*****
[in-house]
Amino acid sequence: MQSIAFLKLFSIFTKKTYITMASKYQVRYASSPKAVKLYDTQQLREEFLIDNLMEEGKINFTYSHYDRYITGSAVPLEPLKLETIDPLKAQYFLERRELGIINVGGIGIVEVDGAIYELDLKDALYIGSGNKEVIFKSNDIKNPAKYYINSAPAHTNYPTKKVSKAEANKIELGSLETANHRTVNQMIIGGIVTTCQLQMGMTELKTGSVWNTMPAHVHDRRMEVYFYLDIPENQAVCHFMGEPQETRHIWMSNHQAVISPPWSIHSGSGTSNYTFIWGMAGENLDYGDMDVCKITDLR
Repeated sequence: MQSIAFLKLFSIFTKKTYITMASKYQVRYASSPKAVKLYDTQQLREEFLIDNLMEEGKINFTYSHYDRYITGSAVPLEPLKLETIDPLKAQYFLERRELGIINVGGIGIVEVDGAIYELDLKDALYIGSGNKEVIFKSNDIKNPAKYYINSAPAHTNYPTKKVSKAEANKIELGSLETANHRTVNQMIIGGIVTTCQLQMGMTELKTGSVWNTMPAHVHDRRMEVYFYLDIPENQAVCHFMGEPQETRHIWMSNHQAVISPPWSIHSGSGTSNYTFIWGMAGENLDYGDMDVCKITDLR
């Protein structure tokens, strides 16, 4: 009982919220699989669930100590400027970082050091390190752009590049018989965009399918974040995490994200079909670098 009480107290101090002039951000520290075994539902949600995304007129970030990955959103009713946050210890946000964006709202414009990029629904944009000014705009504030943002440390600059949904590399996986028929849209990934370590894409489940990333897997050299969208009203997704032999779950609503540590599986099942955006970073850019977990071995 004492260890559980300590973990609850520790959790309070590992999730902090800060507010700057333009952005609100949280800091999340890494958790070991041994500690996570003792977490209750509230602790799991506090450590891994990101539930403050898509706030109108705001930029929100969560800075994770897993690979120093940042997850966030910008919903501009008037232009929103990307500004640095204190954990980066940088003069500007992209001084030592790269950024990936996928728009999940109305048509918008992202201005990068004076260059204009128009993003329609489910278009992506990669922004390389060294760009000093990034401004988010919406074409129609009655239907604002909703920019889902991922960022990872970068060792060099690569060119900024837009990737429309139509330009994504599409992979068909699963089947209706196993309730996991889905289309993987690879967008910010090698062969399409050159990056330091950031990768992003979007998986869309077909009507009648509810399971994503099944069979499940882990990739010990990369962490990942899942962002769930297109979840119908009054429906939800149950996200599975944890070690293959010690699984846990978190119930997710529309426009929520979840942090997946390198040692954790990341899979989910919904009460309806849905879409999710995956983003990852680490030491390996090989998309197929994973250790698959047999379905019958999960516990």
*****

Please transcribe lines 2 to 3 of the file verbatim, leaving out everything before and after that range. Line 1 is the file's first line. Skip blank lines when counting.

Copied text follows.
Amino acid sequence: MQSIAFLKLFSIFTKKTYITMASKYQVRYASSPKAVKLYDTQQLREEFLIDNLMEEGKINFTYSHYDRYITGSAVPLEPLKLETIDPLKAQYFLERRELGIINVGGIGIVEVDGAIYELDLKDALYIGSGNKEVIFKSNDIKNPAKYYINSAPAHTNYPTKKVSKAEANKIELGSLETANHRTVNQMIIGGIVTTCQLQMGMTELKTGSVWNTMPAHVHDRRMEVYFYLDIPENQAVCHFMGEPQETRHIWMSNHQAVISPPWSIHSGSGTSNYTFIWGMAGENLDYGDMDVCKITDLR
Repeated sequence: MQSIAFLKLFSIFTKKTYITMASKYQVRYASSPKAVKLYDTQQLREEFLIDNLMEEGKINFTYSHYDRYITGSAVPLEPLKLETIDPLKAQYFLERRELGIINVGGIGIVEVDGAIYELDLKDALYIGSGNKEVIFKSNDIKNPAKYYINSAPAHTNYPTKKVSKAEANKIELGSLETANHRTVNQMIIGGIVTTCQLQMGMTELKTGSVWNTMPAHVHDRRMEVYFYLDIPENQAVCHFMGEPQETRHIWMSNHQAVISPPWSIHSGSGTSNYTFIWGMAGENLDYGDMDVCKITDLR